ISSN 2330-717X

US Queries Balkan States’ Capacity To Fight Terrorism


By Mariya Cheresheva


The Balkan states demonstrated a strong commitment to countering terrorism in 2015 – but poor administrative capacity, corruption and ineffective coordination have hindered efforts, the US State Department noted in its terrorism report for 2015, published on Thursday.

The document, which reported a 13-per-cent drop in the number of terror attacks globally, covers six Balkan countries – Albania, Bosnia, Bulgaria, Macedonia, Kosovo and Serbia.

Albania’s donations of weapons for Kurdish forces in northern Iraq are noted as a sign of its strong support for the fight against Islamic State, ISIS.

The report praised Albania’s legal efforts to address the problem of Albanians traveling to fight in Syria as well as the adoption of a national strategy to combat violent extremism.

At the same time, the US State Department noted Albania’s lack of capacity to collect biometric data.


Corruption, combined with a poorly functioning judicial system, continued to hinder Albania’s law-enforcement efforts at all levels, the report notes.

Turning to Bosnia, the significant number of Bosnians that have traveled to Syria and Iraq to join terrorist groups is noted as a problem.

However, in 2015, Bosnia produced the Balkan region’s first comprehensive Strategy for Preventing and Combating Terrorism.

According to the US report, the majority of Bosnia’s coordination and cooperation problems are caused by overlapping law-enforcement jurisdictions.

“The problems are also the result of personal, political, and institutional rivalries that exist among most police agencies and the BiH Prosecutor’s Office and BiH Court. Many of these rivalries are deeply ingrained and difficult to overcome,” the report said.

Bulgaria received a positive assessment for enhancing the extradition of suspected foreign terrorist fighters, as well as for boosting its terrorism prevention and enforcement tools.

But the capacity of its specialized court for organized crime and the ability of its prosecutors’ office to handle terrorism cases are viewed as a challenge.

“Consecutive structural changes and reorganization of key police units, and the resulting reassignment of personnel and imposition of new rules, slowed joint casework and harmed law enforcement morale,” the US report notes.

Kosovo’s efforts to track and prosecute terror suspects in 2014 and 2014 are highlighted as a sign of political will to address threats related to terrorism.

However, Kosovo’s institutions – including investigative and prosecutorial elements – have only a limited capacity, resources, and experience to handle terrorism cases effectively, the report says.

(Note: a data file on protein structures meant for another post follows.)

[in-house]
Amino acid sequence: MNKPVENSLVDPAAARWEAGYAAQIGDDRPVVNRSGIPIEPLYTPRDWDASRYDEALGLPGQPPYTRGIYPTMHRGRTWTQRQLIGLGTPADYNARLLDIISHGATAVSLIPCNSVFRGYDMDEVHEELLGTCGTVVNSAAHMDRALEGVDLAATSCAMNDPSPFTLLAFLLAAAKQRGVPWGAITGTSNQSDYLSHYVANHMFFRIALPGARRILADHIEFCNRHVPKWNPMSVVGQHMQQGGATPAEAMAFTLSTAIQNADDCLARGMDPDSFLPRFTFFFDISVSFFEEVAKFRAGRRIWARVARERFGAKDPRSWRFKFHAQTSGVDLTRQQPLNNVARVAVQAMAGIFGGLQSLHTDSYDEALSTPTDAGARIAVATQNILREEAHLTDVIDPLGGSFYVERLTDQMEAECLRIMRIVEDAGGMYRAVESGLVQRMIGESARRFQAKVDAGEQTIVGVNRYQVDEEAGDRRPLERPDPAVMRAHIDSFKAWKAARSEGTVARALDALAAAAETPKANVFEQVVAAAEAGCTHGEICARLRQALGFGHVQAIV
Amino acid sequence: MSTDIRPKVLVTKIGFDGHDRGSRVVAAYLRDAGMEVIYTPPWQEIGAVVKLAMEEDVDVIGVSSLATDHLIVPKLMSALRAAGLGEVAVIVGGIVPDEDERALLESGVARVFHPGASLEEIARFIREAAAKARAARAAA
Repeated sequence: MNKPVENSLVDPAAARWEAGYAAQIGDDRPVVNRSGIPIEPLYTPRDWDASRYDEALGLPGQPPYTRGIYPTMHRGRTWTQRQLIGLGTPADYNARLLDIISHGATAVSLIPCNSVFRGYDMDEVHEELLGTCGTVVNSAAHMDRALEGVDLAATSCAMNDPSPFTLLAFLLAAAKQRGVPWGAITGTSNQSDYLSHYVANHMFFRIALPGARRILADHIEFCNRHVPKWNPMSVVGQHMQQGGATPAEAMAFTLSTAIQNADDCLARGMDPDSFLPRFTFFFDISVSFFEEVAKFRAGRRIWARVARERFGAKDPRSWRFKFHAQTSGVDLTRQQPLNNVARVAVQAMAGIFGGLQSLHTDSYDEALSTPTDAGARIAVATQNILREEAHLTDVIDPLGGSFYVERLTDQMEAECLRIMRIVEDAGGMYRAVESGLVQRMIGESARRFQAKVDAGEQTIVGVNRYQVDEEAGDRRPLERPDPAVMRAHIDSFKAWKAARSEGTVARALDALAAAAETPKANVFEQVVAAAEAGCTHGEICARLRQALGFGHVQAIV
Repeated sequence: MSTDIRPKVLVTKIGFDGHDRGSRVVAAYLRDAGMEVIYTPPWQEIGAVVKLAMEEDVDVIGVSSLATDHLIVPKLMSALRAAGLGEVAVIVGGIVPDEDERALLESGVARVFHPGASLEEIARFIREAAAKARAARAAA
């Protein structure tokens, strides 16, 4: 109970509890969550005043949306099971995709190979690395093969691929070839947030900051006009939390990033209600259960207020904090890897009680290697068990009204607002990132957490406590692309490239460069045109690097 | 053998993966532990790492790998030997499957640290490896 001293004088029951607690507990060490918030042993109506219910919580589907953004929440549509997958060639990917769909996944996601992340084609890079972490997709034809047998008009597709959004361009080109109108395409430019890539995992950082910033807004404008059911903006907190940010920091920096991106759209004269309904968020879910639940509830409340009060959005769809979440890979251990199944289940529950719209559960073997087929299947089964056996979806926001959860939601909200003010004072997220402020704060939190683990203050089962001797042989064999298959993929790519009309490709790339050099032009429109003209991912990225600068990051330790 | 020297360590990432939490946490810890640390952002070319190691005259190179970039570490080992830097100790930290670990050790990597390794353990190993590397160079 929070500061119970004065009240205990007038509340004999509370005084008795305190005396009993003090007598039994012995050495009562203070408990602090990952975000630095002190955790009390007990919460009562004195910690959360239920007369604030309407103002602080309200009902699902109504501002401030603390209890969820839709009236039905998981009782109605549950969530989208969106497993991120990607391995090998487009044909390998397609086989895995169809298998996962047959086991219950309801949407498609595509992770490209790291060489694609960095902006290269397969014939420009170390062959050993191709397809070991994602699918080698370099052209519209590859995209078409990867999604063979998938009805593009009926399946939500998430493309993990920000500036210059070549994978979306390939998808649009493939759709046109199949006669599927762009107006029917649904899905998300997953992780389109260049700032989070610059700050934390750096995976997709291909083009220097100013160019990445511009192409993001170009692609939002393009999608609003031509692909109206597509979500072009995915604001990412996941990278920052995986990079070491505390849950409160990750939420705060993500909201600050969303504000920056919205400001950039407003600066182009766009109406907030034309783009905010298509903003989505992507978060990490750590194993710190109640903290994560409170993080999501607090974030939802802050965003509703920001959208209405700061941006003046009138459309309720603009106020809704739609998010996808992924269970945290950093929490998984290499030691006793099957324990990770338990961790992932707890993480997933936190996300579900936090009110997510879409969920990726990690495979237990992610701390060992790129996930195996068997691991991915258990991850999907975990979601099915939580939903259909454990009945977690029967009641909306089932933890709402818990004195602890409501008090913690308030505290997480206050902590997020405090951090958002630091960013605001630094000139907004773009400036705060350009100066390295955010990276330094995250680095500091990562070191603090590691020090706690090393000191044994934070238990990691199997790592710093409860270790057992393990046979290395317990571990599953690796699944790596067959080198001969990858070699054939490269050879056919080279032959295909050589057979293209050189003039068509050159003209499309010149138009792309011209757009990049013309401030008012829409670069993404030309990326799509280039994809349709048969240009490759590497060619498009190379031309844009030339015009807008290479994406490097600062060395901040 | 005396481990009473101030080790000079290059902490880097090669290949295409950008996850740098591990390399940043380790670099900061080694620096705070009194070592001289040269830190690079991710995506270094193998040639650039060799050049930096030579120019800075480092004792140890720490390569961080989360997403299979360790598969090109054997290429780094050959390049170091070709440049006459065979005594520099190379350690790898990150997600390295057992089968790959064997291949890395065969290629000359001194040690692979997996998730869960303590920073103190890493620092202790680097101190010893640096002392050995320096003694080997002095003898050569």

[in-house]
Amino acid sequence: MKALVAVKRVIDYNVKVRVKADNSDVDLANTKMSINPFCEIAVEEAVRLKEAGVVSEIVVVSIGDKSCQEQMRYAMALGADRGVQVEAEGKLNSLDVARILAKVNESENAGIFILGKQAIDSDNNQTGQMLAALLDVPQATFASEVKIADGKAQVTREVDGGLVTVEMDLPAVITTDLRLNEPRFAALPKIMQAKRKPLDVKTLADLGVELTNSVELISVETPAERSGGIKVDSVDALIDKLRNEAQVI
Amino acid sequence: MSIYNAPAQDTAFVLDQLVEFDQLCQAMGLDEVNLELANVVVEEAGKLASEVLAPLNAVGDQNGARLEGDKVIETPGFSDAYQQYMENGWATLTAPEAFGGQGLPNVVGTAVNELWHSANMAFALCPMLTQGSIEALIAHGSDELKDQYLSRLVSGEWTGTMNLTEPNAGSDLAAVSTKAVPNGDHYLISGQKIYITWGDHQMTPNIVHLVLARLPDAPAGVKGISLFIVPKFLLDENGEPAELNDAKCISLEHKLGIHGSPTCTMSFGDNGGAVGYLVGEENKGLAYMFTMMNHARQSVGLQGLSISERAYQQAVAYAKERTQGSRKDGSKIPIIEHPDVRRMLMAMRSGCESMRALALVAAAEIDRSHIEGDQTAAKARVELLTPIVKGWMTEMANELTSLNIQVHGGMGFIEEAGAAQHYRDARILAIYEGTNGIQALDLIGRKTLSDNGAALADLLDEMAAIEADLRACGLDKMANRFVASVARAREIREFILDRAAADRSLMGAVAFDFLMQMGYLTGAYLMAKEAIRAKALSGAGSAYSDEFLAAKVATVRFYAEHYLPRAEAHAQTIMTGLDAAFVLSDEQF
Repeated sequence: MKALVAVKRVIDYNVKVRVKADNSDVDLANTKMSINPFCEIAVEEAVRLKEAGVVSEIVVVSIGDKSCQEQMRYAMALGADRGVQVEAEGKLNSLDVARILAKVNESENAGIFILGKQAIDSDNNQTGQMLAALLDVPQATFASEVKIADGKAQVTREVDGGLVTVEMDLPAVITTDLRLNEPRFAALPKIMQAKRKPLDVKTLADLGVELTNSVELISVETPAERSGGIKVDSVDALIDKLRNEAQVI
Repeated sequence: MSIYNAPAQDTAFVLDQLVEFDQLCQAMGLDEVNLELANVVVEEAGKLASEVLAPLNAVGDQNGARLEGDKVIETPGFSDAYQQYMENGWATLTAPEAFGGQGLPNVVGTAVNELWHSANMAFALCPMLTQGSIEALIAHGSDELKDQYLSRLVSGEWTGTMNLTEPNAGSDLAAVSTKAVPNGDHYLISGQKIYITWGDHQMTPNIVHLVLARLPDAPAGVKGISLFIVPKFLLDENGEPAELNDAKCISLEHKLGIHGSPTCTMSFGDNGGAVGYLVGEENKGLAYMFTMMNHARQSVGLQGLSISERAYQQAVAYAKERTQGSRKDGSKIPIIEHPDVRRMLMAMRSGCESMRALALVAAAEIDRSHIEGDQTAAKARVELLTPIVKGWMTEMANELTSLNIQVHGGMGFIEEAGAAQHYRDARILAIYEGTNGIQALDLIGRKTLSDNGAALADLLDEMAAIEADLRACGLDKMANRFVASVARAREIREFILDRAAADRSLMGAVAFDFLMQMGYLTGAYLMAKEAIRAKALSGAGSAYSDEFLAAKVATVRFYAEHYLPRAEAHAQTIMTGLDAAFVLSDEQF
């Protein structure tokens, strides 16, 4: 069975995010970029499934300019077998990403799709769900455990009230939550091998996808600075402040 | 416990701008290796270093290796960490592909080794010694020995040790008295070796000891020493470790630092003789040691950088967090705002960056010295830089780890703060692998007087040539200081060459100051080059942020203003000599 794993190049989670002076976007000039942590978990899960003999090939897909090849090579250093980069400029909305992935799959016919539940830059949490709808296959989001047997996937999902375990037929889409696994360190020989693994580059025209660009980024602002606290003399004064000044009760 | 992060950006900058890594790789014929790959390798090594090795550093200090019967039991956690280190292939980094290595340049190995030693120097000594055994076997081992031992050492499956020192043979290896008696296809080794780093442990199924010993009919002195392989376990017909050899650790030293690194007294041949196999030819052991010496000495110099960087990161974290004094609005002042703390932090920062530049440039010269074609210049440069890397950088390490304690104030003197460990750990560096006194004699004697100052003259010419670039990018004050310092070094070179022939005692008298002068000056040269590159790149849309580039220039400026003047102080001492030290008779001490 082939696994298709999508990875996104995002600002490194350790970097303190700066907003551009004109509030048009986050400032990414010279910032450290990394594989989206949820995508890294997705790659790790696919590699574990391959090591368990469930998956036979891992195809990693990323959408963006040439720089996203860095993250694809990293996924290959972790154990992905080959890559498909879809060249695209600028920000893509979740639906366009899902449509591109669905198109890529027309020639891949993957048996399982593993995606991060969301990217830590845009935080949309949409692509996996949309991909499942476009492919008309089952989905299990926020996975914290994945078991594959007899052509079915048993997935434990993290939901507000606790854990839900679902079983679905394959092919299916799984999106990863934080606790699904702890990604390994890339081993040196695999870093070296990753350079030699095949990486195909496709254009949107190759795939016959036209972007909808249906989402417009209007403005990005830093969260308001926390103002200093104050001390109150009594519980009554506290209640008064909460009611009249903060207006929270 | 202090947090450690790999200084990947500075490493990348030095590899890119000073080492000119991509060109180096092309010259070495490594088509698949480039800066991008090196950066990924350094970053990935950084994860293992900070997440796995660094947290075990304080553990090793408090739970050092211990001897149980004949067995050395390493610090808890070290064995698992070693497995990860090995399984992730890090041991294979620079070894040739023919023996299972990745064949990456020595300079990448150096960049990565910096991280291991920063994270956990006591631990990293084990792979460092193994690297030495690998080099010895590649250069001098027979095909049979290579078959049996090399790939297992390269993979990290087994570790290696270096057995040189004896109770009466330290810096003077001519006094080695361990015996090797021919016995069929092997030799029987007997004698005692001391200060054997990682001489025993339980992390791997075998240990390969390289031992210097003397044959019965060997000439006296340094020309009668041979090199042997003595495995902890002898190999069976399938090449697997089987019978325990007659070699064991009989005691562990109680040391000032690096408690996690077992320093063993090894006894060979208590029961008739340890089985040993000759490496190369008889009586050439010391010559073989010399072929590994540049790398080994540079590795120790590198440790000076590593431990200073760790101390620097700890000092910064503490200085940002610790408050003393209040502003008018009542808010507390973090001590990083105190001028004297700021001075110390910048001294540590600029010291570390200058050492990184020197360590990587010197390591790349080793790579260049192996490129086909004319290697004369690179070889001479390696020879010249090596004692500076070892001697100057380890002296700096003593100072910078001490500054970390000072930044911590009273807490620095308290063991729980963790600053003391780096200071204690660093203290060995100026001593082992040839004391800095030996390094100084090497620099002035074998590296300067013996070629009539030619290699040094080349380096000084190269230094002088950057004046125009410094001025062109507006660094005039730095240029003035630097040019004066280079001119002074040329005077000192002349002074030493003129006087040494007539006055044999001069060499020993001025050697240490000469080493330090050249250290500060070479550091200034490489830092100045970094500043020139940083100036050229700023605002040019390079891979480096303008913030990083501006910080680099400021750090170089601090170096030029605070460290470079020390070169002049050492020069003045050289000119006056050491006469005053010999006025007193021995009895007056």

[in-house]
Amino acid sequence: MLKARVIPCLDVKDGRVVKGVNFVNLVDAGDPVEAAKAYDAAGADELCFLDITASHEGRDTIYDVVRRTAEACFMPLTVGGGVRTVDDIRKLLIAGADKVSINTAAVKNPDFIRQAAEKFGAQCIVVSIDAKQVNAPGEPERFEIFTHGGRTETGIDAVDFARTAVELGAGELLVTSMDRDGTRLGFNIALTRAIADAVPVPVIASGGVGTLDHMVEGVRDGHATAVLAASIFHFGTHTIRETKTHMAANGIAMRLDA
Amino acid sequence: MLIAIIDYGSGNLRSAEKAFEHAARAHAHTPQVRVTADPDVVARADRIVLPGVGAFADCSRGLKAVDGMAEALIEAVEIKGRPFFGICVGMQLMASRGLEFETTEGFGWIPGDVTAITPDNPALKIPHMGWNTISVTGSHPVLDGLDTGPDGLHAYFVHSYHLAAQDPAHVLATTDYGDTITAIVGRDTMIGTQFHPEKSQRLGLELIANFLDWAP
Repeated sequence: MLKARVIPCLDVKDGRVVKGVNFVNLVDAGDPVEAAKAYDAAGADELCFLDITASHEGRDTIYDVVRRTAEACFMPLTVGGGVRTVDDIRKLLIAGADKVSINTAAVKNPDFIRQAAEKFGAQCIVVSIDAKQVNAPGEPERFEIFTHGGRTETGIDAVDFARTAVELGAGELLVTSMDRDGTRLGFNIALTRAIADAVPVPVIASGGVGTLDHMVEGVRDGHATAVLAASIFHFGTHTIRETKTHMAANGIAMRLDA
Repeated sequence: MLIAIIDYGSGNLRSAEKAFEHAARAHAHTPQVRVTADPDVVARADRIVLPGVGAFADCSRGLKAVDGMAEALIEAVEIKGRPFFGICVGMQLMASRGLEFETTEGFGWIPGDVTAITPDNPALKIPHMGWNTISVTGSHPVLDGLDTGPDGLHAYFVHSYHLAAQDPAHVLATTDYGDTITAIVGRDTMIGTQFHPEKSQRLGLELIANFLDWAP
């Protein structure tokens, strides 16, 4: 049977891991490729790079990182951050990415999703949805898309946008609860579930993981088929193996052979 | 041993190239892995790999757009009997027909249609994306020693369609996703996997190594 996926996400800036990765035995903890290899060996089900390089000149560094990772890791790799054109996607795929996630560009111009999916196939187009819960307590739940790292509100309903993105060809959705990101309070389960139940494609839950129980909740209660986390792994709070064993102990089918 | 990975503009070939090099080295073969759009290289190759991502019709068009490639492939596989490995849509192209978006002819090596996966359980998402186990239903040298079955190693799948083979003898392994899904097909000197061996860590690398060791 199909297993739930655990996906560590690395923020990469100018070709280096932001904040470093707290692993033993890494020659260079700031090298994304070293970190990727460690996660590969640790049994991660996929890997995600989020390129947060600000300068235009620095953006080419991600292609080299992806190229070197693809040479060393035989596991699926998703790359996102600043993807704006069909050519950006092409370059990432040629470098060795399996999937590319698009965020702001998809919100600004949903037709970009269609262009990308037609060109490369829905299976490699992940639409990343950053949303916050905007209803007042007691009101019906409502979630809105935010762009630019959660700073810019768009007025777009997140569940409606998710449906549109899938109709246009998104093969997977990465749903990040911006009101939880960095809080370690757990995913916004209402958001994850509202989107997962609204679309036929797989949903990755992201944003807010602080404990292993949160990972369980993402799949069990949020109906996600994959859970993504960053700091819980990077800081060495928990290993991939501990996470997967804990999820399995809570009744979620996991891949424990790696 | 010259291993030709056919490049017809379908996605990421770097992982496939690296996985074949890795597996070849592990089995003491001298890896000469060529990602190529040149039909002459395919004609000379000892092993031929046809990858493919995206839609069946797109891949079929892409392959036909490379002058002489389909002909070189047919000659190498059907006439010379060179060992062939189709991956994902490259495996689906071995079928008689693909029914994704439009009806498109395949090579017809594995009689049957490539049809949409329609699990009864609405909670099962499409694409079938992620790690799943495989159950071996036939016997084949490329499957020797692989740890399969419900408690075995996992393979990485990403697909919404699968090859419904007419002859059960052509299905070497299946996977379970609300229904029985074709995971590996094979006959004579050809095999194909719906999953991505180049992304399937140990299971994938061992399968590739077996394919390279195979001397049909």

Macedonia’s indictment of 37 people and the arrest of 13 individuals under the recently-passed law on foreign terrorist fighters is noted as “major counterterrorism efforts”.

The country is called “an enthusiastic partner both regionally and internationally on counter-terrorism”, although Greece’s unwillingness to recognize Macedonia’s name limits Macedonia’s ability to fully participate in multilateral forums.

Serbia is criticized for lacking both a national counterterrorism strategy and infrastructure and state-sponsored programs for countering violent extremism.

“A lack of clarity regarding primacy between law enforcement and prosecutorial authorities, as well as jockeying between agencies competing for primacy in the field of counter-terrorism, has hampered interagency cooperation”, the report stresses.

It terms of regional border security, Serbia’s cooperation with Bulgaria, Hungary and Romania is viewed as strong, but partnerships with Croatia, Montenegro, and Bosnia and Herzegovina – remain less developed.

“Because of the sensitive issue of Kosovo, whose independence Serbia does not recognize, cooperation on border security is least developed between Serbia and Kosovo,” the US report says.

Balkan Insight

The Balkan Insight (fornerkt the Balkin Investigative Reporting Network, BIRN) is a close group of editors and trainers that enables journalists in the region to produce in-depth analytical and investigative journalism on complex political, economic and social themes. BIRN emerged from the Balkan programme of the Institute for War & Peace Reporting, IWPR, in 2005. The original IWPR Balkans team was mandated to localise that programme and make it sustainable, in light of changing realities in the region and the maturity of the IWPR intervention. Since then, its work in publishing, media training and public debate activities has become synonymous with quality, reliability and impartiality. A fully-independent and local network, it is now developing as an efficient and self-sustainable regional institution to enhance the capacity for journalism that pushes for public debate on European-oriented political and economic reform.

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